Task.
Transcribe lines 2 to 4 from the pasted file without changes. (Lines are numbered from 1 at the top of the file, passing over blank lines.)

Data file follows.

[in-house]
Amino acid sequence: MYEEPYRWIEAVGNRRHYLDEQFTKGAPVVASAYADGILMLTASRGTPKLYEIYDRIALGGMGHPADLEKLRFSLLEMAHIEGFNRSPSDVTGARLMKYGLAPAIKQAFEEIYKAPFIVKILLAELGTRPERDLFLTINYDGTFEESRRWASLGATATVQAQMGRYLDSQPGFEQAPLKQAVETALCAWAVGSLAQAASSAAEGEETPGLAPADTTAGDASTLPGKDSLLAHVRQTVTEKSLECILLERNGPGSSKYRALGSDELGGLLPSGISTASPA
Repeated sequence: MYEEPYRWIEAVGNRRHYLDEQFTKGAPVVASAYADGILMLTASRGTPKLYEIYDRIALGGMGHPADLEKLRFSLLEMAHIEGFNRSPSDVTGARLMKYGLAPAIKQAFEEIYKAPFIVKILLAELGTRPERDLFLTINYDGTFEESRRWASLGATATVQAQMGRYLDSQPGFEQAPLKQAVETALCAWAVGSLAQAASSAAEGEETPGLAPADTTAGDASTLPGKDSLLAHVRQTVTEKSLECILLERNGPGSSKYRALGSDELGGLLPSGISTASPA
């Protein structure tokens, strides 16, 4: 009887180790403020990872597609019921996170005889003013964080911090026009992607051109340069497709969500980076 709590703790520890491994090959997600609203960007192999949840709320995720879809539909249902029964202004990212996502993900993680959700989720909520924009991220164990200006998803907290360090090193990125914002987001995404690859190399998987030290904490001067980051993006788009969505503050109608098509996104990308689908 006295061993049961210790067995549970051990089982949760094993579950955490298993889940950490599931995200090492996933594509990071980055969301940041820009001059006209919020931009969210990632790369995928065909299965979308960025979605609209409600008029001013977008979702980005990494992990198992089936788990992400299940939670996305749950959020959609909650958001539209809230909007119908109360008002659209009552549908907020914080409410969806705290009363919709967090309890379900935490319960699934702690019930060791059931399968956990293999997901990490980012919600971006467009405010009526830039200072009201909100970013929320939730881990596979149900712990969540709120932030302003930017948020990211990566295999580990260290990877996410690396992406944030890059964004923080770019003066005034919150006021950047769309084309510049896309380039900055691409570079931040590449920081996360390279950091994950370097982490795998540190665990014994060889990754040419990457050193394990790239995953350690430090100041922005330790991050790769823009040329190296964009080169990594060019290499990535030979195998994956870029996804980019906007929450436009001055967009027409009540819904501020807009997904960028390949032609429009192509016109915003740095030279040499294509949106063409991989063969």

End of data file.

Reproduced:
Amino acid sequence: MYEEPYRWIEAVGNRRHYLDEQFTKGAPVVASAYADGILMLTASRGTPKLYEIYDRIALGGMGHPADLEKLRFSLLEMAHIEGFNRSPSDVTGARLMKYGLAPAIKQAFEEIYKAPFIVKILLAELGTRPERDLFLTINYDGTFEESRRWASLGATATVQAQMGRYLDSQPGFEQAPLKQAVETALCAWAVGSLAQAASSAAEGEETPGLAPADTTAGDASTLPGKDSLLAHVRQTVTEKSLECILLERNGPGSSKYRALGSDELGGLLPSGISTASPA
Repeated sequence: MYEEPYRWIEAVGNRRHYLDEQFTKGAPVVASAYADGILMLTASRGTPKLYEIYDRIALGGMGHPADLEKLRFSLLEMAHIEGFNRSPSDVTGARLMKYGLAPAIKQAFEEIYKAPFIVKILLAELGTRPERDLFLTINYDGTFEESRRWASLGATATVQAQMGRYLDSQPGFEQAPLKQAVETALCAWAVGSLAQAASSAAEGEETPGLAPADTTAGDASTLPGKDSLLAHVRQTVTEKSLECILLERNGPGSSKYRALGSDELGGLLPSGISTASPA
């Protein structure tokens, strides 16, 4: 009887180790403020990872597609019921996170005889003013964080911090026009992607051109340069497709969500980076 709590703790520890491994090959997600609203960007192999949840709320995720879809539909249902029964202004990212996502993900993680959700989720909520924009991220164990200006998803907290360090090193990125914002987001995404690859190399998987030290904490001067980051993006788009969505503050109608098509996104990308689908 006295061993049961210790067995549970051990089982949760094993579950955490298993889940950490599931995200090492996933594509990071980055969301940041820009001059006209919020931009969210990632790369995928065909299965979308960025979605609209409600008029001013977008979702980005990494992990198992089936788990992400299940939670996305749950959020959609909650958001539209809230909007119908109360008002659209009552549908907020914080409410969806705290009363919709967090309890379900935490319960699934702690019930060791059931399968956990293999997901990490980012919600971006467009405010009526830039200072009201909100970013929320939730881990596979149900712990969540709120932030302003930017948020990211990566295999580990260290990877996410690396992406944030890059964004923080770019003066005034919150006021950047769309084309510049896309380039900055691409570079931040590449920081996360390279950091994950370097982490795998540190665990014994060889990754040419990457050193394990790239995953350690430090100041922005330790991050790769823009040329190296964009080169990594060019290499990535030979195998994956870029996804980019906007929450436009001055967009027409009540819904501020807009997904960028390949032609429009192509016109915003740095030279040499294509949106063409991989063969």